## 7.2. Formula ShortcutsSo far, you've seen how to build a formula by typing it in manually. That's a great way to start out, because it helps you to understand the basics of formula writing. But writing formulas by hand is a drag; plus, it's easy to type in the wrong cell address. For example, if you type A2 instead of A3, you can end up with incorrect data, and you won't necessarily notice your mistake right away. And what about writing formulas for really basic math functions, like calculating the average of a column of numbers? There's no sense in reinventing the wheel, so Excel offers a bunch of canned functions you can use to build your formulas. As you become more comfortable with formulas, you can start taking advantage of the formula tools Excel gives youlike point-and-click formula creation and the Insert Function buttonto speed up your formula writing and reduce your mistakes. You'll learn about these features in the following sections. ## 7.2.1. Point-and-Click Formula CreationInstead of entering a formula by typing it out letter by letter, Excel lets you create formulas by clicking the cells you want to use. For example, here's a simple formula that totals the numbers in two cells: =A1+A2 To build this formula by clicking, just follow these steps: Move to the cell where you want to enter the formula. This cell is where the result of your formula's calculation appears. While you can pick any cell on the worksheet, A3 works nicely because it's directly below the two cells you're adding. Press the equal sign (=) key. The equal sign tells Excel you're going to enter a formula. Move to the first cell you want to use in your formula (in this case, A1). You can move to this first cell by pressing the up arrow key twice, or by clicking it with the mouse. You may notice that moving to another cell doesn't cancel your edit, as it would normally, because Excel recognizes that you're building a formula. When you move to the new cell, the cell reference appears automatically in the formula (which Excel displays in cell A3, as well as in the Formula Bar just above your worksheet). If you move to another cell, Excel changes the cell reference accordingly. Add the + sign to your formula by pressing the + key. Excel adds the + sign to your formula so that it now reads =A1+. Finish the formula by moving to cell A2 and pressing Enter. Again, you can move to A2 either by pressing the up arrow key or by clicking the cell directly. Remember, you can't just finish the formula by moving somewhere else; you need to press Enter to tell Excel you're finished writing the formula. Another way to complete your edit is to click the checkmark that appears on the Formula Bar, to the left of the current formula. Forgetting to complete a formula is a common source of frustration, even for experienced Excel fans. If you click another cell before you press Enter, you don't move to the cellinstead, Excel inserts the cell into your formula.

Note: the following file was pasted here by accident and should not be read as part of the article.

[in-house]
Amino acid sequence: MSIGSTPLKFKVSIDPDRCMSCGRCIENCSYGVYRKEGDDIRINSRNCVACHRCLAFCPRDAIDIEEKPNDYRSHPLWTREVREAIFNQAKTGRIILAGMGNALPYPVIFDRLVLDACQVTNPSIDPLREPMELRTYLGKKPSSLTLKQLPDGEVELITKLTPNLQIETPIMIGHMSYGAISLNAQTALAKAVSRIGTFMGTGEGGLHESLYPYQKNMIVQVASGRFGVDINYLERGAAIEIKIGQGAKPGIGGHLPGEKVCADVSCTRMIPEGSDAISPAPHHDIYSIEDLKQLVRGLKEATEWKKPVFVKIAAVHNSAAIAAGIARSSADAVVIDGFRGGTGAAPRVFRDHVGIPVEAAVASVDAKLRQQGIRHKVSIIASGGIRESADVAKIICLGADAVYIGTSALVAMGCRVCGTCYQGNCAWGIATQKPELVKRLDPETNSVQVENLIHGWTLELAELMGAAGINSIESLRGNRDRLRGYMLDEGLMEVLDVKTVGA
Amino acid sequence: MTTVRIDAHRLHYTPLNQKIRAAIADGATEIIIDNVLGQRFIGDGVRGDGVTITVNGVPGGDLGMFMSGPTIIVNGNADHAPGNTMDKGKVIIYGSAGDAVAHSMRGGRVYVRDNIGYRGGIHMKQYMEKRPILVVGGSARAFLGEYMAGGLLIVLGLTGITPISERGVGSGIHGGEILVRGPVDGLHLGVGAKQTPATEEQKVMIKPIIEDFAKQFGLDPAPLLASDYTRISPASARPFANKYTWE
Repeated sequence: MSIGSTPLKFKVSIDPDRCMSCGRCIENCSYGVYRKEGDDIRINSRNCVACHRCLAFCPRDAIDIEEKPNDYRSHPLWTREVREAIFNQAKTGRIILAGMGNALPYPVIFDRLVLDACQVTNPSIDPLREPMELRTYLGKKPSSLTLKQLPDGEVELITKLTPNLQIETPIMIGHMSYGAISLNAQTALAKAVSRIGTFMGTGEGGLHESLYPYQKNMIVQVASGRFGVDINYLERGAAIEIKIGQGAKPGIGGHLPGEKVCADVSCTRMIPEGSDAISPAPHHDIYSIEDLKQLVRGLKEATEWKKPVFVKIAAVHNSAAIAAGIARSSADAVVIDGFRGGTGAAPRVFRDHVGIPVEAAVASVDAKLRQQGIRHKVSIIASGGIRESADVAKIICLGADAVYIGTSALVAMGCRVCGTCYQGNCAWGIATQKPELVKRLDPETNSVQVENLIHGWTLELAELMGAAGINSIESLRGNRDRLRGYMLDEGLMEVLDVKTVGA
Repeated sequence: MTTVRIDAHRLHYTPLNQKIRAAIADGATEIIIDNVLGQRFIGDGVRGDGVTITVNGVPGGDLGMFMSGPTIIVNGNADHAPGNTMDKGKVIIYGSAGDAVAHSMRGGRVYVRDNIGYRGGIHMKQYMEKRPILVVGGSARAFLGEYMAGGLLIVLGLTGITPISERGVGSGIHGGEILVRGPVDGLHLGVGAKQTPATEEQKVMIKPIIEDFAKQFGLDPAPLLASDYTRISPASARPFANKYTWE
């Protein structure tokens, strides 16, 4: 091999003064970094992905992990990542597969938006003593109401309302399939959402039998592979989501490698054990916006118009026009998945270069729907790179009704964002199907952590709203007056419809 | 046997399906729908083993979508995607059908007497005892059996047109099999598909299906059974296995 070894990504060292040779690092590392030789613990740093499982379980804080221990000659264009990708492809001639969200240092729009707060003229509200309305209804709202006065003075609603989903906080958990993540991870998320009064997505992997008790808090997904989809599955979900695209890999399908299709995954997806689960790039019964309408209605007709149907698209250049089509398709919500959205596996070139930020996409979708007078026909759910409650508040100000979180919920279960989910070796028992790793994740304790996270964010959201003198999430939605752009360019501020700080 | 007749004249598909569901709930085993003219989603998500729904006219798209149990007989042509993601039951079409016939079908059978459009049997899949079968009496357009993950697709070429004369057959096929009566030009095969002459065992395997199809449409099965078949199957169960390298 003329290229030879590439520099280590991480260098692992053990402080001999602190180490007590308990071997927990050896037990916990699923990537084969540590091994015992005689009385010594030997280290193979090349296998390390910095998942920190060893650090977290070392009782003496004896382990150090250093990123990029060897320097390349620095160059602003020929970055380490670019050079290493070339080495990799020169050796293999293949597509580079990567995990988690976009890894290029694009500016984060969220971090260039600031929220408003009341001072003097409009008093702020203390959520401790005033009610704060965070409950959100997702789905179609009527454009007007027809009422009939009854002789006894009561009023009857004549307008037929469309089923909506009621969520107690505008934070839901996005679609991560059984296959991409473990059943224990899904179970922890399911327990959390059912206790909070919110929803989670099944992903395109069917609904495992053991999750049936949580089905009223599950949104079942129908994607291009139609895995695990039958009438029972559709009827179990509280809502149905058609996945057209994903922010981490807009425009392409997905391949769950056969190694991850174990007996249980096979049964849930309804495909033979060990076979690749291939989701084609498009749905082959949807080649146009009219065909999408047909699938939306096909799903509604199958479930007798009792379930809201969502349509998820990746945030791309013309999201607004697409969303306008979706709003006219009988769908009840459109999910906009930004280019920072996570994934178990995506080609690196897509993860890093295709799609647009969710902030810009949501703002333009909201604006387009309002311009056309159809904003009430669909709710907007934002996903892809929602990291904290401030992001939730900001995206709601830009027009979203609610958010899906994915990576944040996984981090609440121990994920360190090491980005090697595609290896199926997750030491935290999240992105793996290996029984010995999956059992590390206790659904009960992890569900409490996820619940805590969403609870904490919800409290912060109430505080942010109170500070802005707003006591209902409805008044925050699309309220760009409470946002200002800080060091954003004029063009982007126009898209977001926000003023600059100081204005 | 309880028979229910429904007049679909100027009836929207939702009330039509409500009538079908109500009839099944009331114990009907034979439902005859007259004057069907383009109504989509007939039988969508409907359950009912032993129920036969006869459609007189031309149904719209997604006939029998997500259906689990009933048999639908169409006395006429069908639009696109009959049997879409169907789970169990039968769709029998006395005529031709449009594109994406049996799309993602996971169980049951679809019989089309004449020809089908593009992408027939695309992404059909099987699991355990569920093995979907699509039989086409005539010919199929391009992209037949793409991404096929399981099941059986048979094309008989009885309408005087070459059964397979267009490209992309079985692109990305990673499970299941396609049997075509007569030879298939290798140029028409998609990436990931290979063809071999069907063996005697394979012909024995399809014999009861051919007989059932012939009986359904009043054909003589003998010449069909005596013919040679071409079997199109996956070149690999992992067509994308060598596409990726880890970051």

You can use this technique to create any formula. Just type in the operators, function names, and so on, and use the mouse to select the cell references. If you need to select a range of cells, just drag your mouse until the whole group of cells is highlighted. You can practice this technique with the SUM( ) function. Start by typing =SUM( into the cell, and then selecting the range of cells you want to add. Finish by adding a final closing parenthesis and pressing Enter.Tip:## 7.2.2. Point-and-Click Formula EditingYou can use a similar approach to edit formulas, although editing formulas is slightly trickier. Move to the cell that contains the formula you want to edit, and put it in edit mode by double-clicking it or pressing F2. Excel highlights all the cells that this formula uses with a colored outline. Excel is even clever enough to use a helpful color-coding system. Each cell reference uses the same color as the outline surrounding the cell it's referring to. This color coding can help you pick out where each reference is. Click the outline of the cell you want to change. (Your pointer changes from a fat plus sign to a four-headed arrow when you're over the outline.) With your mouse button still held down, drag this outline over to the new cell(s) you want to use. Excel updates the formula automatically. You can also expand and shrink cell-range references. To do so, put the formula-holding cell into edit mode, and click the bottom-left corner of the border surrounding the range you want to change. Next, drag the border to change the size of the range. If you want to move the range, click any part of the range border and drag the outline the same way you would with a cell reference. Press Enter or click the Formula bar checkmark to tell Excel you're finished editing. That's it.